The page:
High premiums increase demand for cash

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WITHOUT addressing high premiums, it is very difficult for the country to deal with the high preference for cash, a financial expert has said.

BY TATIRA ZWINOIRA

Speaking to NewsDay on Friday, financial expert, Persistence Gwanyanya said high premiums created demand for cash.

“Without addressing the issue of cash premiums, it is very difficult to deal with the high preference for cash. It is hoped that the Afreximbank $600 million facility will go a long way in reducing the backlog on nostro payments and manage down the cash premiums,” he said.

“With lower premiums, business enterprises are indifferent between electronic money and cash, hence, increased acceptance and usage of electronic money. But, as long as the cash premiums continue to increase, there will be more preference of cash in transactions, hence, its high demand.

Gwanyanya said curbing high cash premiums would make electronic money and cash at par, which would reduce dependence on hard cash from the transacting public.

Cash premiums jumped in recent weeks following a serious shortage of foreign currency in the country, leading to shortages of fuel and cooking oil.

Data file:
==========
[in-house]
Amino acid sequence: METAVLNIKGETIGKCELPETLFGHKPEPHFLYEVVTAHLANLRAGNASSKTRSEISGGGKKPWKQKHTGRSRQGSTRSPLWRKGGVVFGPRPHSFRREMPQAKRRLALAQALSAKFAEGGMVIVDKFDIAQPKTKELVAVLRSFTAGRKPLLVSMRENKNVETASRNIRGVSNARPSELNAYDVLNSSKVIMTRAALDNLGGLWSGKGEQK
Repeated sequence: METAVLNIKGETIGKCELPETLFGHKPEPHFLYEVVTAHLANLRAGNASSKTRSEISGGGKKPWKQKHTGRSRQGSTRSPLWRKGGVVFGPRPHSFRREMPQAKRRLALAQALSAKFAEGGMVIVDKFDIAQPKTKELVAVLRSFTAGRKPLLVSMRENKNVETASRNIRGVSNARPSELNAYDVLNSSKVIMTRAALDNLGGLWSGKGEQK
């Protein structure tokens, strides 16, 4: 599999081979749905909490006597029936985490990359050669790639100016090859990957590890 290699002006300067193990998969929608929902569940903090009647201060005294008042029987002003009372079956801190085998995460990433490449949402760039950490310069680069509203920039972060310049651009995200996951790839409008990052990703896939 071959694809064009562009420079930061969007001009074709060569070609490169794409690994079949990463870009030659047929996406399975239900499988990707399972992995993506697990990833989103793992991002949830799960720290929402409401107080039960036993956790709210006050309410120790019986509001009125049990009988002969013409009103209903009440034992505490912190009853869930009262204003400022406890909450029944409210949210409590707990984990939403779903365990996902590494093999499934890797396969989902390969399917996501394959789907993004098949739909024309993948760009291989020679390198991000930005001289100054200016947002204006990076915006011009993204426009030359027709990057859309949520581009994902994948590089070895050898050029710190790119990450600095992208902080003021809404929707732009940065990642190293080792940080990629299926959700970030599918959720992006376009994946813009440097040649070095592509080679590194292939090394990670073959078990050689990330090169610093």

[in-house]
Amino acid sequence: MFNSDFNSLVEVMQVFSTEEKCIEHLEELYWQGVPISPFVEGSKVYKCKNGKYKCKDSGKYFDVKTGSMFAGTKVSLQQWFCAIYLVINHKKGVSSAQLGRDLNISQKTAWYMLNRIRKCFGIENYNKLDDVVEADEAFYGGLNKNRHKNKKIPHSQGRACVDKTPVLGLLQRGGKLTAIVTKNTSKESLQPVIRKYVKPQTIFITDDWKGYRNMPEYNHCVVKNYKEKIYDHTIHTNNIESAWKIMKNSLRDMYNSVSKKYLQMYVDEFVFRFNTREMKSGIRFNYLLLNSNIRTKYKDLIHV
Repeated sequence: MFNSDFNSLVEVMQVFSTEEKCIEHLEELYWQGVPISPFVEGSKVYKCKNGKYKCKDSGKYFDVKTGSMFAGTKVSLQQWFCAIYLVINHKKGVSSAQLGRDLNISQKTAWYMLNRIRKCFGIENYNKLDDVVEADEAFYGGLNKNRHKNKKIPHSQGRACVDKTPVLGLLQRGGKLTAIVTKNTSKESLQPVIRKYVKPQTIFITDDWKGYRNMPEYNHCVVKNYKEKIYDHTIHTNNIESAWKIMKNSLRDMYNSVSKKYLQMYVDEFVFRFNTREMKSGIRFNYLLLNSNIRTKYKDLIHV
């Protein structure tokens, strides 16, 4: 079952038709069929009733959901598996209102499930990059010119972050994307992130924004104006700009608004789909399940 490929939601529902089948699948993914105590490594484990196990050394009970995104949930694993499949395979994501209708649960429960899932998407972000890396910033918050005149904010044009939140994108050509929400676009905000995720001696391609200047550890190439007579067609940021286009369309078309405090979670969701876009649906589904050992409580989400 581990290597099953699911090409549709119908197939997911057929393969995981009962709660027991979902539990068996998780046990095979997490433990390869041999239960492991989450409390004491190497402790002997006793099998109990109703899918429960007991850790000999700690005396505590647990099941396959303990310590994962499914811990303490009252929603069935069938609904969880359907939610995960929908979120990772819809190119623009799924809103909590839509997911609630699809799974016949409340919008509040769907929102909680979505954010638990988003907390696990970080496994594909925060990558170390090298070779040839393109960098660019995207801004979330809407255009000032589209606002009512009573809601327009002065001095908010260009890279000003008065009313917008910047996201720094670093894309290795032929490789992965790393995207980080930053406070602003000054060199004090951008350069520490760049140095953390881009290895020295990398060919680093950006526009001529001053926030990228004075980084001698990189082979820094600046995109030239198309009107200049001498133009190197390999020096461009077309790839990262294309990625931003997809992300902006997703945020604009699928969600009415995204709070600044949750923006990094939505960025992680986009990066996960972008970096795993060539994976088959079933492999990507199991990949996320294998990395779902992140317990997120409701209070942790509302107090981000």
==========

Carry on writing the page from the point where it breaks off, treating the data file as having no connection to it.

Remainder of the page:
Seeing an arbitrage opportunity, cash dealers raised cash premiums to between 40 and 45% on a cash-to-cash transactions, apart from the traditional cash-to-transfer basis.

This contributed to panic buying that started on the back of social media reports touting a return of the basic commodity shortages as experienced in 2008. The Confederation of Zimbabwe Industries said businesses get a quarter of their foreign currency requirements from the parallel market.

According to the Reserve Bank of Zimbabwe’s July monthly economic report, there was $276,82 million in cash transacted or circulated.

Economist, Prosper Chitambara agreed that a reduction in premiums would reduce the cash demand in the country, but that needed to be buttressed by dealing with the fundamentals.

“From my understanding, the issue of premiums is coming from the fact that we do not have foreign currency and also it is something that is being done illegally. I think the best way of dealing with that is to bring back confidence into the market and that is being affected by a number of factors. There are economic uncertainties, for example, the direction of economic policy so there are uncertainties,” he said.

Chitambara said this weakened or corroded confidence on the market.

This comes as cash dealers have gone underground to do their deals.